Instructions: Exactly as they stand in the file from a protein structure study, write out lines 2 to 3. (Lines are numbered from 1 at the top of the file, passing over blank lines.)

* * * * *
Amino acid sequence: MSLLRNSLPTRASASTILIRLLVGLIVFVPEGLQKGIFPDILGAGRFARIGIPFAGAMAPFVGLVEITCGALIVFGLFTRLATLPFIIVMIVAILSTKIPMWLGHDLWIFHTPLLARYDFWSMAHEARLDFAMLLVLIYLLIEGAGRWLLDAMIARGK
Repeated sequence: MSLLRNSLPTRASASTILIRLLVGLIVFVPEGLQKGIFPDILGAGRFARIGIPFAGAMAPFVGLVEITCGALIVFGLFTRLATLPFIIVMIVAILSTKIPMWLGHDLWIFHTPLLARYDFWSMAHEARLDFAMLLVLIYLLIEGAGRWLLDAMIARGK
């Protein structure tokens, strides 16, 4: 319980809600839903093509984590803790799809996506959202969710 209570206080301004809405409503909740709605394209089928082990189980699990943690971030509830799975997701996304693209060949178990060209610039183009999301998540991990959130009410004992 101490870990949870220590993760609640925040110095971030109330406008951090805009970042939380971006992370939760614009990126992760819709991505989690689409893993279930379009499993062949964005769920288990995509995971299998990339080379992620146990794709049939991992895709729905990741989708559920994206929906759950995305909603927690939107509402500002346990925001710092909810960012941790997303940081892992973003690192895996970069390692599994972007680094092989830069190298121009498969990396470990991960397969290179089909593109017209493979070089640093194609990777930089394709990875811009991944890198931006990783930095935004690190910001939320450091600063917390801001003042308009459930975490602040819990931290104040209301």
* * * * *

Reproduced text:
Repeated sequence: MSLLRNSLPTRASASTILIRLLVGLIVFVPEGLQKGIFPDILGAGRFARIGIPFAGAMAPFVGLVEITCGALIVFGLFTRLATLPFIIVMIVAILSTKIPMWLGHDLWIFHTPLLARYDFWSMAHEARLDFAMLLVLIYLLIEGAGRWLLDAMIARGK
């Protein structure tokens, strides 16, 4: 319980809600839903093509984590803790799809996506959202969710 209570206080301004809405409503909740709605394209089928082990189980699990943690971030509830799975997701996304693209060949178990060209610039183009999301998540991990959130009410004992 101490870990949870220590993760609640925040110095971030109330406008951090805009970042939380971006992370939760614009990126992760819709991505989690689409893993279930379009499993062949964005769920288990995509995971299998990339080379992620146990794709049939991992895709729905990741989708559920994206929906759950995305909603927690939107509402500002346990925001710092909810960012941790997303940081892992973003690192895996970069390692599994972007680094092989830069190298121009498969990396470990991960397969290179089909593109017209493979070089640093194609990777930089394709990875811009991944890198931006990783930095935004690190910001939320450091600063917390801001003042308009459930975490602040819990931290104040209301």